During a typical year, Texas A&M University will have about 69,000 students on its College Station campus. This year, with classes just starting for the fall semester during an ongoing pandemic, some students are electing to have a completely virtual college experience. Not freshman Addison Cross, who recently moved into her dorm, not quite sure what to expect from her first year of college.
Her senior year was disrupted midway through when her high school closed down and went online. Her awards banquet was canceled and graduation was pre-recorded in a mostly empty auditorium. “Last year really sucked, and the whole time I was thinking: ‘As long as I get to go to college, I’ll be OK,’” she said. Now, she’s hoping she’ll be able to stay.
Digital Trends spoke to her right after she moved onto campus and again after classes started. “So far, it hasn’t made that much difference, except I wear a mask everywhere I go, and there’s not large groups of people everywhere,” she said.
The big move
Even before Cross got on campus, the changes were apparent. She went to Fish Camp, which is normally a four-day orientation program where upperclassmen teach freshmen about the school’s traditions and college life. Instead of the usual pajama parties and foosball games, it was all online. “But it wasn’t bad,” she said. “I’m still glad that I did it.” Similarly, Howdy Week, an event-packed several days welcoming students to campus, was almost entirely virtual.
In order to move in, Cross first had to sign up for a check-in time to help stagger when students were arriving. She was only allowed to have two people help with the move, to limit the number of people roaming the dorm’s halls. “The only thing that made it weird was that there weren’t as many people moving in at the same time,” she said.
Dorms are trying to limit the amount of people in other ways as well. Students can only have a single visitor at a time, and there are no overnight guests allowed. “Which I don’t really feel like is that big of a deal,” Cross said, “and I don’t really know how well it’s going to be policed.” Friends at other schools seem to have more safety measures in place, she said, like temperature checks and monitoring of who goes in and out of dorms.
Traditionally, the first few weeks of school are when Texas A&M’s many student organizations put on events to attract members. This year, they’re doing that recruiting via Instagram. Cross watched a YouTube livestream for freshman leadership organizations, which then had individual Zoom breakouts for students to ask questions. “I feel like as much as things stink, I really appreciate the effort that people are putting into making things still happen for us,” she said.
Some events, like fraternity and sorority formal and semi-formal dances, are still unscheduled or postponed until next year. Two of the school’s sororities had to undergo a chapter-wide quarantine after 14 people tested positive for the coronavirus.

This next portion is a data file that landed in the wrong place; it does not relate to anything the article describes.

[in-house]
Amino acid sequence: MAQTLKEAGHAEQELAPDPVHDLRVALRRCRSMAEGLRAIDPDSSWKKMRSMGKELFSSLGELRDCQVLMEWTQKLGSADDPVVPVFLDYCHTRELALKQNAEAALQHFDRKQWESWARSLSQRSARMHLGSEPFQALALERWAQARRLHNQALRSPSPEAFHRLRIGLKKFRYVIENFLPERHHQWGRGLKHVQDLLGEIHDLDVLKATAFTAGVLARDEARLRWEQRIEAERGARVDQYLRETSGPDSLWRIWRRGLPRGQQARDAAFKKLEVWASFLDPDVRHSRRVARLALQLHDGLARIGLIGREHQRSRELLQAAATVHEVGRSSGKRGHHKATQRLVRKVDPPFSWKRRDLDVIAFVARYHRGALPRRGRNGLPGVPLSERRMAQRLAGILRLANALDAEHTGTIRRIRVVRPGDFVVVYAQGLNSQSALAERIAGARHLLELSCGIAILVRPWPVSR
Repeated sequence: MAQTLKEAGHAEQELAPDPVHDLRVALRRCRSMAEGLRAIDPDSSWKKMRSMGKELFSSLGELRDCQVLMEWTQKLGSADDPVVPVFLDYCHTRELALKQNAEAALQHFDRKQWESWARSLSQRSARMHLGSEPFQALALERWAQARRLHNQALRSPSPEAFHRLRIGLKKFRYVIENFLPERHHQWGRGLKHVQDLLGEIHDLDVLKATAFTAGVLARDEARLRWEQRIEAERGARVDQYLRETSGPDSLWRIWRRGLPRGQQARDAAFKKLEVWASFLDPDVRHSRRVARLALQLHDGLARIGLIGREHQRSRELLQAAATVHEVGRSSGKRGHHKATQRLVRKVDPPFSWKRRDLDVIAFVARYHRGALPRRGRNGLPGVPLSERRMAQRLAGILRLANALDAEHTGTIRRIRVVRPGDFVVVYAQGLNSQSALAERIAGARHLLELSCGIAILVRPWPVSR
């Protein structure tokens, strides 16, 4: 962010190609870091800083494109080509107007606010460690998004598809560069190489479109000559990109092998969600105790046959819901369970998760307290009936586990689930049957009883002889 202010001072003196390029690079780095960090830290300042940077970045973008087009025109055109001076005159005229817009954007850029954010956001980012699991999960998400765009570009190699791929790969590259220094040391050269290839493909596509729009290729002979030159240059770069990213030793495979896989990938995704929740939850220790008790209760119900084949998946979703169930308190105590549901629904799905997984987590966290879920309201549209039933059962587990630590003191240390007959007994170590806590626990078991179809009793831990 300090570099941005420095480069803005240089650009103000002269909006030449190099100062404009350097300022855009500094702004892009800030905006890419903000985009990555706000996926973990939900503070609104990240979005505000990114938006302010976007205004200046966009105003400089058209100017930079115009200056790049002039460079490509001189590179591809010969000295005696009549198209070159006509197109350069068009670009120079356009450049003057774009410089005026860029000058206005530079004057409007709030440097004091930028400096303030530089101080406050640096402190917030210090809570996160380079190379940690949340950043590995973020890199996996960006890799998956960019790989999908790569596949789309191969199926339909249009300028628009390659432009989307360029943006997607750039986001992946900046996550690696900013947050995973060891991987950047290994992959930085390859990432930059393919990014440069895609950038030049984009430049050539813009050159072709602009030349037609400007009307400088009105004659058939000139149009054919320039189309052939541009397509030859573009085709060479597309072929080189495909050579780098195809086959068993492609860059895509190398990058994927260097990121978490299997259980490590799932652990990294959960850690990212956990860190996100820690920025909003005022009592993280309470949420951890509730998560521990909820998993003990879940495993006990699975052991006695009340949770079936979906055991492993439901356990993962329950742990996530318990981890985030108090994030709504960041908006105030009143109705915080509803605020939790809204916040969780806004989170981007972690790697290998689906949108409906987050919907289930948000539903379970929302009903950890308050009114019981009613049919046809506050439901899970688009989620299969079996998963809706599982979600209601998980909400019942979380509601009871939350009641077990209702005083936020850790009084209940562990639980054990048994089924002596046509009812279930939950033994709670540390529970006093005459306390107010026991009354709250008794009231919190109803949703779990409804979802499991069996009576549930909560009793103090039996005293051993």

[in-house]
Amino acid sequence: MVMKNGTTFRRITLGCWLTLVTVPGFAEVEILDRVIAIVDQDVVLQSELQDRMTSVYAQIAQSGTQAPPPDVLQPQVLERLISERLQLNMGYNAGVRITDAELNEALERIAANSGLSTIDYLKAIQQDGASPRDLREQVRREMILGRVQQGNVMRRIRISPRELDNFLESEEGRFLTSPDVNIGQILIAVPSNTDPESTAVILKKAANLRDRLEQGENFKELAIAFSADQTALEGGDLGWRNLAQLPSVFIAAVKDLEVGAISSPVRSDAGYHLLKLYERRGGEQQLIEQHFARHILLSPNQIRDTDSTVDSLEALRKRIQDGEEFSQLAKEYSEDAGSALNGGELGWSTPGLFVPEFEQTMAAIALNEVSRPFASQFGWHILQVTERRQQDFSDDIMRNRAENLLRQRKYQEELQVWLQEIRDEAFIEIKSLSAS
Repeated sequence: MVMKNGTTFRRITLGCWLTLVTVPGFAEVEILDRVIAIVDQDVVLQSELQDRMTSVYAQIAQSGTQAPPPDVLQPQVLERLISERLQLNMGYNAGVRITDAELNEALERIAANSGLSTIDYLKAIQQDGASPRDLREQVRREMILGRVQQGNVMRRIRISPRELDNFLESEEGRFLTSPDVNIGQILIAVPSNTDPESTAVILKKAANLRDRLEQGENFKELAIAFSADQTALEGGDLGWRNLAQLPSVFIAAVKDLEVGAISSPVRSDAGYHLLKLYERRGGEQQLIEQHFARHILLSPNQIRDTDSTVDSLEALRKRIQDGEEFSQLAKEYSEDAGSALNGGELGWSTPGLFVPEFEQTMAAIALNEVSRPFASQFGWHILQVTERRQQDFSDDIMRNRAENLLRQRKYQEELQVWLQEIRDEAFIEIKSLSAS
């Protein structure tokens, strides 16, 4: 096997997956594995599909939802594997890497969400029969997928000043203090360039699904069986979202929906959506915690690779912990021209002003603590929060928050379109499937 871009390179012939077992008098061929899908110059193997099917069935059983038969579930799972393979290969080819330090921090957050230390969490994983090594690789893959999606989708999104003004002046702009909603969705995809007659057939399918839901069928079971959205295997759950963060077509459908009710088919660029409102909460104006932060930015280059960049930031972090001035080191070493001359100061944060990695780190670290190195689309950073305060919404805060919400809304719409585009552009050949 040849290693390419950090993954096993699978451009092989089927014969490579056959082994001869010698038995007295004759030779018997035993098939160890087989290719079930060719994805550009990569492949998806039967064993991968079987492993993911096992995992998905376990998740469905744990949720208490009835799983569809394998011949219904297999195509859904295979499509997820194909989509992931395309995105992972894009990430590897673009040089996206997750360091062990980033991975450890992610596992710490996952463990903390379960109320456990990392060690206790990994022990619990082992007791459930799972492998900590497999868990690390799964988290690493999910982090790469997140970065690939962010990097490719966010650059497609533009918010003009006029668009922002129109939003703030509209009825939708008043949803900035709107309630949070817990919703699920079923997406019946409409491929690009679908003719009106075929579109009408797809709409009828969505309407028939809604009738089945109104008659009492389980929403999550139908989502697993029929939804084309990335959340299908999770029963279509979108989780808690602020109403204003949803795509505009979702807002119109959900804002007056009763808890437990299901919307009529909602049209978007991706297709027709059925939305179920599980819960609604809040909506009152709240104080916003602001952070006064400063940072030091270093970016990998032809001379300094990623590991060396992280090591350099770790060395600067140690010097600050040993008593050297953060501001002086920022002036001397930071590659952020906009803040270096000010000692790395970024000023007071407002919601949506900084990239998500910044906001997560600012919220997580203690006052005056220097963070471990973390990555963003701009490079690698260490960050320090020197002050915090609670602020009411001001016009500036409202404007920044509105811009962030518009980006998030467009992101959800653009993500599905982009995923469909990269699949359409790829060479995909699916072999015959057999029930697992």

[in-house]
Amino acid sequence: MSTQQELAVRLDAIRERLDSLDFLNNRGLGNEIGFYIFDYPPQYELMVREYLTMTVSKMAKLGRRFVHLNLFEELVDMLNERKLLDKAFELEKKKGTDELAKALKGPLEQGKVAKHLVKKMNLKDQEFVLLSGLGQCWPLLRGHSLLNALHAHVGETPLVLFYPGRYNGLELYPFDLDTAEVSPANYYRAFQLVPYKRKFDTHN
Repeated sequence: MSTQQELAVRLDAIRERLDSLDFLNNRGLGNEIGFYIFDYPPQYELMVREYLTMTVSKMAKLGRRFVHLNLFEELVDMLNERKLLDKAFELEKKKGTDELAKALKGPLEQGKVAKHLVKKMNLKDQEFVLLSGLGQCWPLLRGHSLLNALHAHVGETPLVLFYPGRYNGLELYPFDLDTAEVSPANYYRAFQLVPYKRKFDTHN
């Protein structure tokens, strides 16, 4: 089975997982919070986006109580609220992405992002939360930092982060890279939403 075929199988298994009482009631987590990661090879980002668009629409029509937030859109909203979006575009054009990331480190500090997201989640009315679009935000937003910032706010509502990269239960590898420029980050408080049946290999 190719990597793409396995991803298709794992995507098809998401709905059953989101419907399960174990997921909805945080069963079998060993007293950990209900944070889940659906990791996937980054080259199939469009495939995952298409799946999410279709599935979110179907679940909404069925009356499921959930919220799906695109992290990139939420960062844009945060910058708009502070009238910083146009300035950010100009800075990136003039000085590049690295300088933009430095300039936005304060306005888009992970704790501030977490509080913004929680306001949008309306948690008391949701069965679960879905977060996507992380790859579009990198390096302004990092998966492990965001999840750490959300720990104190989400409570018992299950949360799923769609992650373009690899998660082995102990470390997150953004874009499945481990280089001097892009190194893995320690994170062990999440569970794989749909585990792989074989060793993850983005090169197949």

And then there’s football. “College football is a big thing everywhere,” Cross said, “but, you know, we’re in Texas. A lot of organizations’ events revolve around football.” They might have tailgates or all sit together at games. Students had to decide whether or not to purchase a sports pass, which gives them access to football, soccer, basketball, volleyball, and other games. Cross decided not to purchase one.
“I like football, but I’m not really going to watch the game. I’m going to socialize, and if I can’t socialize, then what’s the point of going?” she said.
Zoom into the classroom
“You know, that feeling where it’s like everyone knows more than you, and you’re just sitting there like, ‘Who told you all this?’” said Cross. She said that’s how registering for classes made her feel. Once she was signed up, she ended up with only one all-online class. The rest are in person.
Most of them already have an online component, for students who are off-campus. “[It’s] also really convenient whenever you don’t want to wake up in the morning and go somewhere,” Cross said. Like when there’s rain.
One of her classes, a sociology course just for first-generation students, is in person but has Zoom meetings for group projects. There are only around 25 students in the class, which has made it easier for her to get to know people. “Just being such a small group, it’s really easy for us to become friends with each other and form a little community,” Cross said. Figuring out the ropes as a first-generation student is tricky enough in normal circumstances, she said. “Having a global pandemic happen during your freshman year — I’m especially really grateful for that group,” she said.
Though some schools are experimenting with outdoor classes, College Station doesn’t have the weather for it. “As soon as you walk outside, you’re like stepping into the ocean because the humidity is so bad,” she said.
Texas A&M has started randomly testing students for the virus. Though the school has a dashboard that’s supposed to keep them informed about numbers of cases and other information, it doesn’t seem to have stopped the rumors. “One of the things that I heard was that if we ever have like 100 hundred new cases in a day, that’s when they’ll close it down,” said Cross. “I know a lot of what we hear, I think, is from hearsay.”
One thing she’s sure of, though, is that some of her fellow students aren’t doing her any favors. “I hope fraternities stop having parties,” she said, “because I’d really like to not have to go home in a week.”
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